• $\begingroup$ @Roman, I did it when testing, later I've removed it and used the variable instead. I've updated the code in the post. $\endgroup$ Jan 26, 2019 at 13:06

1 Answer 1


It seems there is a problem with the signs in your expressions. Try using this (although the Piecewise is not needed)

s[x_] = Piecewise[{{x*Log[2,x], 0<x<1}}];

and then

SumAux[t_, nmax_Integer] := Total[s /@ SumAuxList[100, t]]

These should give you the paper's graph. Note you should type "SumAux[t, nmax]" instead of just "SumAux[t]", but since you got the first graph I suppose you already have! :)

Discord[nmax_Integer, t_, th_] := 1 + SumAux[t,nmax] - 1/2 (EntropyPlus[nmax, t, th] + EntropyMinus[nmax, t, th])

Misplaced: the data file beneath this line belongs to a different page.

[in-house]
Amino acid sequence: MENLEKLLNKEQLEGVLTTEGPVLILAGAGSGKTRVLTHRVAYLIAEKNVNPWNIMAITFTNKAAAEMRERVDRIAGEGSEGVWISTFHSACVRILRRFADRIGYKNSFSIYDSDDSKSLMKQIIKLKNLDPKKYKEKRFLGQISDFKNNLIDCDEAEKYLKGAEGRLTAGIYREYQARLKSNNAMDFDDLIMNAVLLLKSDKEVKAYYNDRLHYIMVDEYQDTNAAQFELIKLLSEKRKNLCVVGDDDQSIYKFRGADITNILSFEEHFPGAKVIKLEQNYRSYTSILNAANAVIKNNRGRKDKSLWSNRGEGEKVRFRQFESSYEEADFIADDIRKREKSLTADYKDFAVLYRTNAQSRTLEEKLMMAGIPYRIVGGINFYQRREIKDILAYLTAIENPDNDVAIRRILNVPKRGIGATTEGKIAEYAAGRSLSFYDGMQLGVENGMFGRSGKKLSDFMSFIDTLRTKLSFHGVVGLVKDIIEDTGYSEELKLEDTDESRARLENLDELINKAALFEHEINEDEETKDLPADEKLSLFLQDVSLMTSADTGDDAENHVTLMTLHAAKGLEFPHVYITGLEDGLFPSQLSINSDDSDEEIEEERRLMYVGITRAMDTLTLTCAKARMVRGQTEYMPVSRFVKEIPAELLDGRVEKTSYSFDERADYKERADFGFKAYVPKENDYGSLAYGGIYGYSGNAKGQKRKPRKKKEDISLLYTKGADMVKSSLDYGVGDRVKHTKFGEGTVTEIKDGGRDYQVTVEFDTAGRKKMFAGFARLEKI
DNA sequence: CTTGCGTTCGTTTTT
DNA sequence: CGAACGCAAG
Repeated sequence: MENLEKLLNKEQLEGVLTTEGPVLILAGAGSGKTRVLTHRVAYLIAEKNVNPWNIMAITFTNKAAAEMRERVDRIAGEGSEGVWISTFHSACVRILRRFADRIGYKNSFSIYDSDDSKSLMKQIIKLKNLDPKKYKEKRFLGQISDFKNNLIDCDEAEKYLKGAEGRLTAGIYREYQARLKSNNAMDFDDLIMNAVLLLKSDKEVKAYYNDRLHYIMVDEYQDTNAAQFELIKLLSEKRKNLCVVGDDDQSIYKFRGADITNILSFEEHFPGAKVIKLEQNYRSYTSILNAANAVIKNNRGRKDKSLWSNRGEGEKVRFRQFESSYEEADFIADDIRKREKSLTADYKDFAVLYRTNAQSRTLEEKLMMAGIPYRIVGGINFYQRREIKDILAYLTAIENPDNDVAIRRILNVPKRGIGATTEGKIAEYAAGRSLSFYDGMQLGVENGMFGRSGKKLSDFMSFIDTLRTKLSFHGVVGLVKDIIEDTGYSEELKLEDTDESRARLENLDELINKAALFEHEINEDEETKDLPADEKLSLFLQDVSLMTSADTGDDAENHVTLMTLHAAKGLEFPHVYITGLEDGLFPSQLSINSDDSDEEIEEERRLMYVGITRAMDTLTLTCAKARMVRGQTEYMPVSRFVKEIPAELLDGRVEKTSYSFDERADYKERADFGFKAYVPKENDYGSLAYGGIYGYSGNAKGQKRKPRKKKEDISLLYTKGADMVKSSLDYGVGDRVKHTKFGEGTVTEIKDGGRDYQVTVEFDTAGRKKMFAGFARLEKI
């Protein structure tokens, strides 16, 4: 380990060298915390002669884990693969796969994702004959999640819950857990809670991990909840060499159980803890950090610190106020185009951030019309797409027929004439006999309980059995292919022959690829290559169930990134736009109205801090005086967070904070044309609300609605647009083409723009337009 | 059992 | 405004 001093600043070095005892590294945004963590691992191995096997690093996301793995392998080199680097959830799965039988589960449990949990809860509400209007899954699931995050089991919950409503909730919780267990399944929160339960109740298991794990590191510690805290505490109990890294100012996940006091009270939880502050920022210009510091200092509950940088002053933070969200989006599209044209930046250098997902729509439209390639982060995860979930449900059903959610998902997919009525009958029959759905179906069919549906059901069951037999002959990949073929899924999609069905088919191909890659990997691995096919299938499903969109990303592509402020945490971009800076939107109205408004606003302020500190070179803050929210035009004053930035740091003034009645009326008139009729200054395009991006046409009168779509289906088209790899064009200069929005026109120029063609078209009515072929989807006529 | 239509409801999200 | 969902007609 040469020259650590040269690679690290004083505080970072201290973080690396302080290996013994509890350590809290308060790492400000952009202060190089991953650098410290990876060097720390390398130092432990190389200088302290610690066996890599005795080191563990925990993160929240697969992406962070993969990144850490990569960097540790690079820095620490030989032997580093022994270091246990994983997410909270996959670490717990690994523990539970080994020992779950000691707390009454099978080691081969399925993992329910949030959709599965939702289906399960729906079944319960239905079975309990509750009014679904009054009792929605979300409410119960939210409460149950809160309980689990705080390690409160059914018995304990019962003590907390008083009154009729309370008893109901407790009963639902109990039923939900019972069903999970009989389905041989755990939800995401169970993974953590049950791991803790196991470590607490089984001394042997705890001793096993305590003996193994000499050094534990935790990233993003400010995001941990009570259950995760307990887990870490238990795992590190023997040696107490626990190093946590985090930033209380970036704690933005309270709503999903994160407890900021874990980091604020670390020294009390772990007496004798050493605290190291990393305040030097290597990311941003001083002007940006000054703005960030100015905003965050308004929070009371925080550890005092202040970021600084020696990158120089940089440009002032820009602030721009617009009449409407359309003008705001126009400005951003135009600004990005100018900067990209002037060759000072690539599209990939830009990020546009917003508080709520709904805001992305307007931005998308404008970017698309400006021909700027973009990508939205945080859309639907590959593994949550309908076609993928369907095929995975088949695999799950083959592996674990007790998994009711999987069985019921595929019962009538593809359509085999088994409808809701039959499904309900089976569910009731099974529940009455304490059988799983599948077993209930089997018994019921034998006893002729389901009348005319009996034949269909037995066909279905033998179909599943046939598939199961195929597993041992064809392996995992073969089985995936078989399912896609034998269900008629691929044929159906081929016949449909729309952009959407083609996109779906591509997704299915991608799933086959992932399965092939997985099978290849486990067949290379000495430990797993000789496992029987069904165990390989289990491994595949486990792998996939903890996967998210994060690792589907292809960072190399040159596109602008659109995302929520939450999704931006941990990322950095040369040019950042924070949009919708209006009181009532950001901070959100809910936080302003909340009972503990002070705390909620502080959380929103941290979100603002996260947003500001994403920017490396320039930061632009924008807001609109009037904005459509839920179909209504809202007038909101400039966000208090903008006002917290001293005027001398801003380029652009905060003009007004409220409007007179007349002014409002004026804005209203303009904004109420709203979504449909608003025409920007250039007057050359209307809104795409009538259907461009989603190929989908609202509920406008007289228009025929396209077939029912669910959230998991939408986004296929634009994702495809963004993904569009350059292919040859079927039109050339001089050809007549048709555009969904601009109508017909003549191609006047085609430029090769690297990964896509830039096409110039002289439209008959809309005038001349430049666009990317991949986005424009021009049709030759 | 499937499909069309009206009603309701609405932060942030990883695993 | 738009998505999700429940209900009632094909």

Trying for $nmax = 300$, you get the following output:

enter image description here

  • $\begingroup$ The Piecewise is needed because sometimes numerical inaccuracies give slightly negative eigenvalues. Take, for example, a vector v = RandomReal[{-1, 1}, 10] and its density matrix R = KroneckerProduct[v, v]. The eigenvalues of R should be all zero except one of them. Numerically, though, they fluctuate around zero: Eigenvalues[R]. This creates trouble for the s function if defined without Piecewise. $\endgroup$
    – Roman
    Jan 26, 2019 at 7:55
  • $\begingroup$ I think the paper uses the natural logarithm, not the two's logarithm, in the definition of the entropy: use s[x_] = Piecewise[{{x*Log[x], 0 < x < 1}}] instead of what you've used. $\endgroup$
    – Roman
    Jan 26, 2019 at 8:19